Keep in mind none of the Sonos soundbars support video switching. The idea is to connect all your players and set-top boxes directly to your television and then run a single audio cable out from your television to the soundbar.
If your television doesn’t support HDMI ARC then you can use the supplied HDMI to TOSLINK optical digital adaptor to connect the Beam to the television’s digital optical output. If your television is too old to even have an optical digital output then this really isn’t the right soundbar for your lounge room.
The midnight hour
While soundbars beef up the explosions in action movies, they also offer advanced audio modes to optimise the sound for listening late at night; although you need to control them via the Sonos app on your smartphone or tablet.
“Night mode” dials down the explosions while turning up the quiet sounds, so you don’t need to constantly ride the volume controls when you’re worried about waking the household. Meanwhile, “Speech Enhancement” makes the dialogue clearer, allowing you to keep the volume lower at night. These options can help keep the peace in a busy household.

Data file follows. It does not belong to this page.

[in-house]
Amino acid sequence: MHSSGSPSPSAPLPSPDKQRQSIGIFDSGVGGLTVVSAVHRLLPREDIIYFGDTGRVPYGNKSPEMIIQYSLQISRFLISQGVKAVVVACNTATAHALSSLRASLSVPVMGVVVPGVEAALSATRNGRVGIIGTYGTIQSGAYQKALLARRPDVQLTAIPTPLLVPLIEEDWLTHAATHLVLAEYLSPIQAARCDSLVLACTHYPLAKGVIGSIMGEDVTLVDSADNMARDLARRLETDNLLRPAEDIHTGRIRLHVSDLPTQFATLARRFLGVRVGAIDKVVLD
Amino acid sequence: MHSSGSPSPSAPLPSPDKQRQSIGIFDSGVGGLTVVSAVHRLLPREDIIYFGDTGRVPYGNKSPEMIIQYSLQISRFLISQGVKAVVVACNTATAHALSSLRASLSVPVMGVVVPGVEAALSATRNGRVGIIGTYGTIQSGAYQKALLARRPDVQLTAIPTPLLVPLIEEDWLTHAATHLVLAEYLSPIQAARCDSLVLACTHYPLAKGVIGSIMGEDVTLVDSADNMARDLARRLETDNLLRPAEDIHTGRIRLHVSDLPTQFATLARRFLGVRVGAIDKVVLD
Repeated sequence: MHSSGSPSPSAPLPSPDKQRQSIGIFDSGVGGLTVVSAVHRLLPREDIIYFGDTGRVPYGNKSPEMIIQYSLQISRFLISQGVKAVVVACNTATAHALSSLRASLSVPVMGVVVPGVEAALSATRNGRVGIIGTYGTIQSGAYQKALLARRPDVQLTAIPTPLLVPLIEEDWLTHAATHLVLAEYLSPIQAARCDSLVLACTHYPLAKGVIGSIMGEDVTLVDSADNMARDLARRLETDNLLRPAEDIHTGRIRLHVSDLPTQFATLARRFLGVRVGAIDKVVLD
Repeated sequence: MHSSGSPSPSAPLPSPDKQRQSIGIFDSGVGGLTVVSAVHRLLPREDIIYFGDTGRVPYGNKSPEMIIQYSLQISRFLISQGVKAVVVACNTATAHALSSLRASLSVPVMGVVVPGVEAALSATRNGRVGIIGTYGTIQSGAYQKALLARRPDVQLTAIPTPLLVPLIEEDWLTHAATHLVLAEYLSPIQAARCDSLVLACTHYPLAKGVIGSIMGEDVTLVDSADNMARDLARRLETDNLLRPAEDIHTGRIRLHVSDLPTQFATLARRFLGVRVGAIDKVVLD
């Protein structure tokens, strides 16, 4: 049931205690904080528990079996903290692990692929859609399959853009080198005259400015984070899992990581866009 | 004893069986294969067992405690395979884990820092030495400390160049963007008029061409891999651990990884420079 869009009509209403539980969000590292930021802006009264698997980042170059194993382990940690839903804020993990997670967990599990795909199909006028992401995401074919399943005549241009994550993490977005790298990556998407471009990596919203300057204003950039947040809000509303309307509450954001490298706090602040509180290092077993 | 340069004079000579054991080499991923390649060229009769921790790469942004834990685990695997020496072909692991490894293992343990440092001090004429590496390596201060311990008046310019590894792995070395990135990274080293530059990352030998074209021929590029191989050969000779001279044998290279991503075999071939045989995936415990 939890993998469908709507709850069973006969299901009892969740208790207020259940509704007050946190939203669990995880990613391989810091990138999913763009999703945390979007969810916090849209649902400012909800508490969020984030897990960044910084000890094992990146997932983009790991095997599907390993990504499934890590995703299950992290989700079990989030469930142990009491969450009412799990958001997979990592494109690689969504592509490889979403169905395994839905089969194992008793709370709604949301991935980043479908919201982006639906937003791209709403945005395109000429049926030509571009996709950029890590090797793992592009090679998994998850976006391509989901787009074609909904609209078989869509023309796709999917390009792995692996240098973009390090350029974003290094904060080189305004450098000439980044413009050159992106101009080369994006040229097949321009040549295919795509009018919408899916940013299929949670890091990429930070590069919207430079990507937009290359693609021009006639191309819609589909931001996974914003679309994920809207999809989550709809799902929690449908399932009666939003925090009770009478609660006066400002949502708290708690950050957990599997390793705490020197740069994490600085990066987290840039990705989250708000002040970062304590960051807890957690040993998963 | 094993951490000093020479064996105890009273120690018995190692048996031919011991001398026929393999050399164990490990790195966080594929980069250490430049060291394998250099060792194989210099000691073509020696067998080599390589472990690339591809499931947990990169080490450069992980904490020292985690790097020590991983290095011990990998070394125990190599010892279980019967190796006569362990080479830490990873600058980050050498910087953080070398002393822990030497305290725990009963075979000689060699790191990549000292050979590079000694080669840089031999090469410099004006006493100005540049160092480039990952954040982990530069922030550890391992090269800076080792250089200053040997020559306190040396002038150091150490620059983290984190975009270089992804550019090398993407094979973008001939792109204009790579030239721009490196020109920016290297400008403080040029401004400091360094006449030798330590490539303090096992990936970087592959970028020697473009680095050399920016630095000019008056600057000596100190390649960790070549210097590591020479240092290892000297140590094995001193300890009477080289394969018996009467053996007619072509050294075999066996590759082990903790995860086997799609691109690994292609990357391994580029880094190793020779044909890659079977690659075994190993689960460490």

Serious audio buffs will lament the fact that the Beam still lacks DTS and Dolby Atmos soundtrack support, like its larger siblings, but if you’re using HDMI ARC it can convert DTS to Dolby Digital on the fly rather than dropping back to 2-channel stereo.
These days most Blu-ray movies and some Ultra HD discs forgo Dolby Digital in favour of DTS/DTS-HD soundtracks, but the fact is that few if any televisions will pass-through DTS sound from a disc player. Lack of DTS support isn’t a deal-breaker for your average home, considering that if you care about such things then you’re probably in the market for a full surround system rather than a soundbar.
Cue the music
Of course, along with playing the audio from your television you can also use the Beam as a standard wireless Sonos speaker for playing music. You can stream audio from your computer and handheld devices, from your home music library or from a wide range of music services, playing the same song in sync throughout your home or different tracks in different rooms.